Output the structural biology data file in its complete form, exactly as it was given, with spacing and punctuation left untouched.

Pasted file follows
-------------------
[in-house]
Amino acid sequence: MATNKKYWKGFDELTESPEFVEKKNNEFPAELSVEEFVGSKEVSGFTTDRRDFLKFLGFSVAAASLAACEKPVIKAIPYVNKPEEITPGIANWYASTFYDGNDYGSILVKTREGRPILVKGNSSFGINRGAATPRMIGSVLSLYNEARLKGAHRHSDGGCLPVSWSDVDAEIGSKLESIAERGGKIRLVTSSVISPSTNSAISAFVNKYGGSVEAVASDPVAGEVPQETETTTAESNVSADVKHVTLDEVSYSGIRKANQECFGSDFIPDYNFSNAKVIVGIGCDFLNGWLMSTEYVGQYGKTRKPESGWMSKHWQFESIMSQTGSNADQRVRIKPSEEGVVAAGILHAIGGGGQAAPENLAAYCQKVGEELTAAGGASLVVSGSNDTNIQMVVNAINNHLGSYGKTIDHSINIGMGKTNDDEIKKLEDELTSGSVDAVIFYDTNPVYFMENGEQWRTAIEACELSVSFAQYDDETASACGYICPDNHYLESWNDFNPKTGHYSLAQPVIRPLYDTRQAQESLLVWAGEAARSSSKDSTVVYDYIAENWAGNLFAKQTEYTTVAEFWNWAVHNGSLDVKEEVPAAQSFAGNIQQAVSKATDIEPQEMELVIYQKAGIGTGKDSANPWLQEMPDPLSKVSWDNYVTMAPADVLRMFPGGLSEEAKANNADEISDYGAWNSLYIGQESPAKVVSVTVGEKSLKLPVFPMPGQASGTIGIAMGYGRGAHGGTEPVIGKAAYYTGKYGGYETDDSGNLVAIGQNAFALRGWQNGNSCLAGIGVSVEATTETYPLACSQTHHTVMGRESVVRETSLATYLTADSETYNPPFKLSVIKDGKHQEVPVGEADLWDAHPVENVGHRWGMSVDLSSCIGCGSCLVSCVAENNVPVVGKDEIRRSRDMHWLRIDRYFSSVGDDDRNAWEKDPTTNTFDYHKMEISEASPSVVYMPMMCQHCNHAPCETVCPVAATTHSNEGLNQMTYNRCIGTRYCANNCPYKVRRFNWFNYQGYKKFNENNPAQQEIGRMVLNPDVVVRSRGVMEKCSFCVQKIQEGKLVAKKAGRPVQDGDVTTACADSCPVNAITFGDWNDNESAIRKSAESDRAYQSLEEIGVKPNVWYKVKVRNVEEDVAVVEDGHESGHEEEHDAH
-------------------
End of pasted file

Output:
[in-house]
Amino acid sequence: MATNKKYWKGFDELTESPEFVEKKNNEFPAELSVEEFVGSKEVSGFTTDRRDFLKFLGFSVAAASLAACEKPVIKAIPYVNKPEEITPGIANWYASTFYDGNDYGSILVKTREGRPILVKGNSSFGINRGAATPRMIGSVLSLYNEARLKGAHRHSDGGCLPVSWSDVDAEIGSKLESIAERGGKIRLVTSSVISPSTNSAISAFVNKYGGSVEAVASDPVAGEVPQETETTTAESNVSADVKHVTLDEVSYSGIRKANQECFGSDFIPDYNFSNAKVIVGIGCDFLNGWLMSTEYVGQYGKTRKPESGWMSKHWQFESIMSQTGSNADQRVRIKPSEEGVVAAGILHAIGGGGQAAPENLAAYCQKVGEELTAAGGASLVVSGSNDTNIQMVVNAINNHLGSYGKTIDHSINIGMGKTNDDEIKKLEDELTSGSVDAVIFYDTNPVYFMENGEQWRTAIEACELSVSFAQYDDETASACGYICPDNHYLESWNDFNPKTGHYSLAQPVIRPLYDTRQAQESLLVWAGEAARSSSKDSTVVYDYIAENWAGNLFAKQTEYTTVAEFWNWAVHNGSLDVKEEVPAAQSFAGNIQQAVSKATDIEPQEMELVIYQKAGIGTGKDSANPWLQEMPDPLSKVSWDNYVTMAPADVLRMFPGGLSEEAKANNADEISDYGAWNSLYIGQESPAKVVSVTVGEKSLKLPVFPMPGQASGTIGIAMGYGRGAHGGTEPVIGKAAYYTGKYGGYETDDSGNLVAIGQNAFALRGWQNGNSCLAGIGVSVEATTETYPLACSQTHHTVMGRESVVRETSLATYLTADSETYNPPFKLSVIKDGKHQEVPVGEADLWDAHPVENVGHRWGMSVDLSSCIGCGSCLVSCVAENNVPVVGKDEIRRSRDMHWLRIDRYFSSVGDDDRNAWEKDPTTNTFDYHKMEISEASPSVVYMPMMCQHCNHAPCETVCPVAATTHSNEGLNQMTYNRCIGTRYCANNCPYKVRRFNWFNYQGYKKFNENNPAQQEIGRMVLNPDVVVRSRGVMEKCSFCVQKIQEGKLVAKKAGRPVQDGDVTTACADSCPVNAITFGDWNDNESAIRKSAESDRAYQSLEEIGVKPNVWYKVKVRNVEEDVAVVEDGHESGHEEEHDAH